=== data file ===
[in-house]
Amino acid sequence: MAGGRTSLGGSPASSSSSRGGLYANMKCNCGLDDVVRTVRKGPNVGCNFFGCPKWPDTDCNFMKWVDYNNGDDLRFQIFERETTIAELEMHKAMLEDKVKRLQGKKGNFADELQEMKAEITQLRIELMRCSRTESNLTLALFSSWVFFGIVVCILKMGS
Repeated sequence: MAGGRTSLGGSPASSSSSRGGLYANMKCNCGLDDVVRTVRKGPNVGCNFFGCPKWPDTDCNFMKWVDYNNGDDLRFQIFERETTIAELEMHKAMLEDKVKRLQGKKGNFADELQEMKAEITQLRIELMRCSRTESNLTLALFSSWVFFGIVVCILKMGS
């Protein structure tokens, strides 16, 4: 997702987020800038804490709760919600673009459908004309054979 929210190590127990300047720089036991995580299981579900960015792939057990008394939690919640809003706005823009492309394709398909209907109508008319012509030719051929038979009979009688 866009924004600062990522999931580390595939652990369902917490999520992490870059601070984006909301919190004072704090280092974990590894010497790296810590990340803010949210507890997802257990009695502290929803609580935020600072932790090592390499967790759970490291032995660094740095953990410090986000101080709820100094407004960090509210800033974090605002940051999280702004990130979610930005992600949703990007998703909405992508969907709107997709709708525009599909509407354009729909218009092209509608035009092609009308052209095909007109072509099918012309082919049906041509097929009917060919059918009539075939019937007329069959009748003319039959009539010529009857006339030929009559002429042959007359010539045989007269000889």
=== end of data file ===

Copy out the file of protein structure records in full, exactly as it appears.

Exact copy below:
[in-house]
Amino acid sequence: MAGGRTSLGGSPASSSSSRGGLYANMKCNCGLDDVVRTVRKGPNVGCNFFGCPKWPDTDCNFMKWVDYNNGDDLRFQIFERETTIAELEMHKAMLEDKVKRLQGKKGNFADELQEMKAEITQLRIELMRCSRTESNLTLALFSSWVFFGIVVCILKMGS
Repeated sequence: MAGGRTSLGGSPASSSSSRGGLYANMKCNCGLDDVVRTVRKGPNVGCNFFGCPKWPDTDCNFMKWVDYNNGDDLRFQIFERETTIAELEMHKAMLEDKVKRLQGKKGNFADELQEMKAEITQLRIELMRCSRTESNLTLALFSSWVFFGIVVCILKMGS
């Protein structure tokens, strides 16, 4: 997702987020800038804490709760919600673009459908004309054979 929210190590127990300047720089036991995580299981579900960015792939057990008394939690919640809003706005823009492309394709398909209907109508008319012509030719051929038979009979009688 866009924004600062990522999931580390595939652990369902917490999520992490870059601070984006909301919190004072704090280092974990590894010497790296810590990340803010949210507890997802257990009695502290929803609580935020600072932790090592390499967790759970490291032995660094740095953990410090986000101080709820100094407004960090509210800033974090605002940051999280702004990130979610930005992600949703990007998703909405992508969907709107997709709708525009599909509407354009729909218009092209509608035009092609009308052209095909007109072509099918012309082919049906041509097929009917060919059918009539075939019937007329069959009748003319039959009539010529009857006339030929009559002429042959007359010539045989007269000889």